Monday, August 20, 2012
Van Morrison - "Open The Door (To Your Heart)" - First Track From New Album, Born To Sing: No Plan B (2012), Due 10/2
Born To Sing: No Plan B
We Love the Title: Van Morrison will release Born To Sing: No Plan B on October 2nd. It's his first new studio album since Magic Time (2008). Blue Note has released the first track from it, check it out.
Listen to "Open The Door (To Your Heart)"
Tracklist for Born To Sing: No Plan B:
1. Open The Door (To Your Heart)
2. Going Down To Monte Carlo
3. Born To Sing
4. End Of The Rainbow
5. Close Enough For Jazz
6. Mystic Of The East
7. Retreat And View
8. If In Money We Trust
9. Pagan Heart
10. Educating Archie
Van Morrison 's Website
Van Morrison 's Facebook
Thursday, August 16, 2012
Photo by Mark Maglio
Rumer Has It: Live From Daryl's House last night debuted their 57th episode, featuring Rumer. It was a soulful, magical set. Rumer has a well known obsession with covering great songs from the sixties and seventies. Her gorgeous voice that is reminiscent of Karen Carpenter's is just perfect for the type of songs that Daryl Hall built his career on.
And the audience aren't the only ones thinking that their voices work so well together that they should team up. Rumer was clearly moved to be singing with someone she idolizes for his body of work, "Daryl Hall is a genius, a living legend who continues to write and record amazing music". And for his part, Daryl says at the end of the show that they are making plans to work together.
It's not just the amazing collaboration of talent that makes this session special. The song selection was brilliant, the arrangements were perfect, and the musicians were spectacular. The set (setlist below) included two songs from Rumer, two from Hall & Oates, and two were exceptionally well chosen covers.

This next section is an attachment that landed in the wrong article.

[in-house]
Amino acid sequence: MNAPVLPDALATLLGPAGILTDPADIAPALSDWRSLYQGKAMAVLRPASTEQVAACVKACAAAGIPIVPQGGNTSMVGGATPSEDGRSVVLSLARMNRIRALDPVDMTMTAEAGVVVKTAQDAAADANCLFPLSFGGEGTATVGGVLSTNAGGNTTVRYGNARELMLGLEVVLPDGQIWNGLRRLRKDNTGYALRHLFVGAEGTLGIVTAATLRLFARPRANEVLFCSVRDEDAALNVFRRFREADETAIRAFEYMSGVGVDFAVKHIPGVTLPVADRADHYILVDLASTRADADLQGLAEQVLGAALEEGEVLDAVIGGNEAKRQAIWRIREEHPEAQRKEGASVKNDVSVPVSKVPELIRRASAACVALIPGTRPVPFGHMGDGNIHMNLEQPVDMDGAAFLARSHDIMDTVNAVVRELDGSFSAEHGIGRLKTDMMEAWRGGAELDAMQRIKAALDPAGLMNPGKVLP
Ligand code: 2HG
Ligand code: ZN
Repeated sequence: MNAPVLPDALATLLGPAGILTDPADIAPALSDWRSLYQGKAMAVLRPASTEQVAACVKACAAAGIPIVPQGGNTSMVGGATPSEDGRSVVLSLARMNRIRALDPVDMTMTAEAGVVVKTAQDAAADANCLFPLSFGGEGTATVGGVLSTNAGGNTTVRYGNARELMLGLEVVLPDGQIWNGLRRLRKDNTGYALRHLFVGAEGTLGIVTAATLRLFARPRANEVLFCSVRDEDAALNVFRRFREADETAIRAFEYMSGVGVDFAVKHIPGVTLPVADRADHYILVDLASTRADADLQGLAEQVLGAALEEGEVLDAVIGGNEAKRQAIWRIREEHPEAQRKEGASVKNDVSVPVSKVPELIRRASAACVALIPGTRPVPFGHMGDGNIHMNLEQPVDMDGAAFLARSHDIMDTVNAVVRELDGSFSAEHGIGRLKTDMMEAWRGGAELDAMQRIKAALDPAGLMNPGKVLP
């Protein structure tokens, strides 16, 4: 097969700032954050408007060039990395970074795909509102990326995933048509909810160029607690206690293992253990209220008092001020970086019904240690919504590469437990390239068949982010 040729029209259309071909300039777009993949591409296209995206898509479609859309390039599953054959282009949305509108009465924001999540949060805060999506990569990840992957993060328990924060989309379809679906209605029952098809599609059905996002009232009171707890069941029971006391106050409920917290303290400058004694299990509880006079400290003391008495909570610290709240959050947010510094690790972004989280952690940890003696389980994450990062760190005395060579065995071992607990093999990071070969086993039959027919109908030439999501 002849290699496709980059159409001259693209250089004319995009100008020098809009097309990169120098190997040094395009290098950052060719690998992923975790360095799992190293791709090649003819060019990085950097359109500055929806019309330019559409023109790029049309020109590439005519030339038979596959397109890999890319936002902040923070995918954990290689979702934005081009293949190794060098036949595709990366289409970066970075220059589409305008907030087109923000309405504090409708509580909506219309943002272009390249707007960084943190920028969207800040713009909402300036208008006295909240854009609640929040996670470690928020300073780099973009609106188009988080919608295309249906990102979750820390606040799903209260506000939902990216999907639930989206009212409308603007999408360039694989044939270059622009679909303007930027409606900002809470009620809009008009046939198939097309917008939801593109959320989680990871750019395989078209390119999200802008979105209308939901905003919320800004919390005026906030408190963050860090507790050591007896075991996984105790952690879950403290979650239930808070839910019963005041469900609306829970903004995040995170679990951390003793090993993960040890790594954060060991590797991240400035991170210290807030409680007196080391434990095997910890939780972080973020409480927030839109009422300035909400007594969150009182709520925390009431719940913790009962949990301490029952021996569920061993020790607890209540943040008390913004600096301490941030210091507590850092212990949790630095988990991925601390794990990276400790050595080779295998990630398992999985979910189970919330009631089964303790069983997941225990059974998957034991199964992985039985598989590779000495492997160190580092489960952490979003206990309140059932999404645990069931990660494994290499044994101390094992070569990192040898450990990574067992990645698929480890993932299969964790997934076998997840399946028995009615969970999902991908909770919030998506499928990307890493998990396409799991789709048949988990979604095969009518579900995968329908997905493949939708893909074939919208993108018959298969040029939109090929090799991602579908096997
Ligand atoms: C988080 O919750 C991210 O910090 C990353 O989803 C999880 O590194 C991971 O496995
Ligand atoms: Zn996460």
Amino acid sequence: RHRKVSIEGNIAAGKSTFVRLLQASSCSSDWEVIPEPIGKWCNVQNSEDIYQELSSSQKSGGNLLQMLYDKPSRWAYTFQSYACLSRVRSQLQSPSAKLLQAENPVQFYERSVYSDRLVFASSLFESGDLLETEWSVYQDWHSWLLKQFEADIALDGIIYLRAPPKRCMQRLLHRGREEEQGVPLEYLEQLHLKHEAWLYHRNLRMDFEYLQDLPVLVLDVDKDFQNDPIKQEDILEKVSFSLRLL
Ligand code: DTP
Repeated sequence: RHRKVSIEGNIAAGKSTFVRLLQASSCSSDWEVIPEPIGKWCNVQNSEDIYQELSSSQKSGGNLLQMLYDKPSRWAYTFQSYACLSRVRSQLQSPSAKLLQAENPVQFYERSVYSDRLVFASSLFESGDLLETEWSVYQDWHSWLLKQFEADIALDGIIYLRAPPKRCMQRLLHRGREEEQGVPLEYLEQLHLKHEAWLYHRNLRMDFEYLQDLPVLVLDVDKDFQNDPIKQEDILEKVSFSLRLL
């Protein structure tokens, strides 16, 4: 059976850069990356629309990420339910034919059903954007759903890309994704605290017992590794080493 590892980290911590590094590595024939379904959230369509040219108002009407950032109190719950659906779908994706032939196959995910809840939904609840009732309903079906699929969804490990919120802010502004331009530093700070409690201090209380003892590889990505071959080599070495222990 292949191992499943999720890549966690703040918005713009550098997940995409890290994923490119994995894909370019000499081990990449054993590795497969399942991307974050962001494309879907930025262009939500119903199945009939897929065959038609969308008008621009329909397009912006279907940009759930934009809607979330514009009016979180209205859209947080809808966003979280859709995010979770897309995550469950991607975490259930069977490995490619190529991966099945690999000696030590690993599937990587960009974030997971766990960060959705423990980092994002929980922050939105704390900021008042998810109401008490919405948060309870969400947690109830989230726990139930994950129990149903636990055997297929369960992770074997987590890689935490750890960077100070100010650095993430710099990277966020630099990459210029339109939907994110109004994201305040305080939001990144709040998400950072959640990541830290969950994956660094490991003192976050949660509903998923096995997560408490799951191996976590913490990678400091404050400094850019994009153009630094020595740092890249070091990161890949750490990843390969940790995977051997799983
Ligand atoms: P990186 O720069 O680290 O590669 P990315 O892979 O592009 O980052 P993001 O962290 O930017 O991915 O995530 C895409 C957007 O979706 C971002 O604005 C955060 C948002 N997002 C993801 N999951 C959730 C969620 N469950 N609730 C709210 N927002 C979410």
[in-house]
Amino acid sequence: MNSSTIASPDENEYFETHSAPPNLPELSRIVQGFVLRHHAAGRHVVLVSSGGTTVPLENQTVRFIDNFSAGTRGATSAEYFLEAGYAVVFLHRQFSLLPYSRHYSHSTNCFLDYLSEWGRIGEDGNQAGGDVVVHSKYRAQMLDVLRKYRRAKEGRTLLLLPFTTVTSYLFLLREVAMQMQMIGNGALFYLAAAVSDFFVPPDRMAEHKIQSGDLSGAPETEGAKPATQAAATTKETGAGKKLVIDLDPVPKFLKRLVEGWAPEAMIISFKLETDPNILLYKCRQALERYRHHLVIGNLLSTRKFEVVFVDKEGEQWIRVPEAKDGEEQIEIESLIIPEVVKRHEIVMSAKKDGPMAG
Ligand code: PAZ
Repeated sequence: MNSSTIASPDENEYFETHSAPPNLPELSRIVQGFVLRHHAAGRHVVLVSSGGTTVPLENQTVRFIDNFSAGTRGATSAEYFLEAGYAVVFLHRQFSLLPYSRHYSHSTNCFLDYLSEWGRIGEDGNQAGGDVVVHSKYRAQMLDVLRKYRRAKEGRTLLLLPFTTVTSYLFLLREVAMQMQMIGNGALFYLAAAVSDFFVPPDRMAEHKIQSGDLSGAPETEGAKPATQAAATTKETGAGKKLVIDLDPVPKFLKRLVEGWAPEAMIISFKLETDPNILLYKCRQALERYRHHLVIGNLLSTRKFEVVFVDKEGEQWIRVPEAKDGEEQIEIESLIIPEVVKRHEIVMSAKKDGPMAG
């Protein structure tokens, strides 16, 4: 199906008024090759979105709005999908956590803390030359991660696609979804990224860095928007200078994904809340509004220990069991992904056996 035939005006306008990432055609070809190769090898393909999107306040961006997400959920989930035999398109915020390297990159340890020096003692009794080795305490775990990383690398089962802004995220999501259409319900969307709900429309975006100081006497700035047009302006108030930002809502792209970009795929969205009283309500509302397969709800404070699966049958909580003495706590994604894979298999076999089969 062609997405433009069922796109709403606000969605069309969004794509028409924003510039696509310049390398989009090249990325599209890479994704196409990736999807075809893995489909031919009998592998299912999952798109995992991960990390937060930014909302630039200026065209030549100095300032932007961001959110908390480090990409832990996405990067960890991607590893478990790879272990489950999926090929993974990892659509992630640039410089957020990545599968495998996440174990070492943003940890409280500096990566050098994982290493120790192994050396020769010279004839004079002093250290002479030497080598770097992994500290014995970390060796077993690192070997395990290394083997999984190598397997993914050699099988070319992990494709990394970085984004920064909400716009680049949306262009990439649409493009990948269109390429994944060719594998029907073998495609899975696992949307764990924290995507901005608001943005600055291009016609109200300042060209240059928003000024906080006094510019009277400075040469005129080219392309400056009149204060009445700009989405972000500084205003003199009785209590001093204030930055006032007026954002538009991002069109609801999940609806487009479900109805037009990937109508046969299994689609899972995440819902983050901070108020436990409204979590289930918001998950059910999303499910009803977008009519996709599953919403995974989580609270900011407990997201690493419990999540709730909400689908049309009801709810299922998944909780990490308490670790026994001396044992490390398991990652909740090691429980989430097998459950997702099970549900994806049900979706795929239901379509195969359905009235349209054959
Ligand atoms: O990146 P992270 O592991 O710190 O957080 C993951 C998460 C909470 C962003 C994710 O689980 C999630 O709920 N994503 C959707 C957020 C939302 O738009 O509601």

Musical Director and guitarist Paul Pesco is responsible for the excellence of Daryl's band, giving each song just the right treatment, his guitar work was a real treat, on both acoustic and electric. The multi-talented Klyde Jones and Eliot Lewis both added backing vocals; both are former members of AWB who also play with Hall & Oates.
On Rumer's latest album, Boys Don't Cry (which gets it's U.S. release on September 4th), she covers all male singer-songwriters from the seventies, including "Sara Smile", the huge Hall & Oates hit from forty years ago, written by Daryl.
In this session "Sara Smile" gets a delicate, beautifully organic treatment, with Daryl's piano, the guitar lead played on acoustic, and duet vocals by Rumer and Daryl that are stunning. Watch "Sara Smile" here, or scroll down to watch the complete show.
Take Me as I Am (Rumer)
Be Thankful For What You Got (William DeVaughn)
Sara Smile (Hall & Oates)
Lady Day & John Coltrane (Gil Scott-Heron)
“I Can’t Go for That (No Can Do) (Hall & Oates)
Rumer - Vocals
Daryl Hall - Vocals, Piano, Guitar
Paul Pesco - Musical Director, Guitar
Eliot Lewis - Keys, Backing vocals
Klyde Jones - Bass, Backing vocals
Brian Dunne - Drums
Porter Carrol - Percussion
Watch the complete show:
Rumer - Boys Don't Cry
Tuesday, August 14, 2012
All Systems Go: Our favorite Brit singer on the verge, Jessie Ware, is set to deliver her debut album, Devotion, next Tuesday. This week Jessie released "Sweet Talk", the fifth single from the album. Mark Richardson in Pitchfork said this, about the single:
"Every once in a while, a song comes along that is the perfect mix of production, theme, and content-- a song like Jessie Ware's "Sweet Talk"...It's Sade, it's Marvin Gaye; it's unbelievably sexy but also thoughtful; it's sad and wistful and, ultimately, grounded. It pulls me in and it works for me, so I never leave."
Listen to "Sweet Talk" (this is a Youtube audio track)
Jessie Ware - Devotion
Devotion will be simultaneously released next Tuesday in both the U.S. and the U.K. In Britain it's on CD and MP3. Here in the states it's MP3 only; if you want a CD you'll have to spring for the import. Maybe to deflate high expectations for this long awaited debut, Jessie was quoted yesterday on The Digital Fix, saying: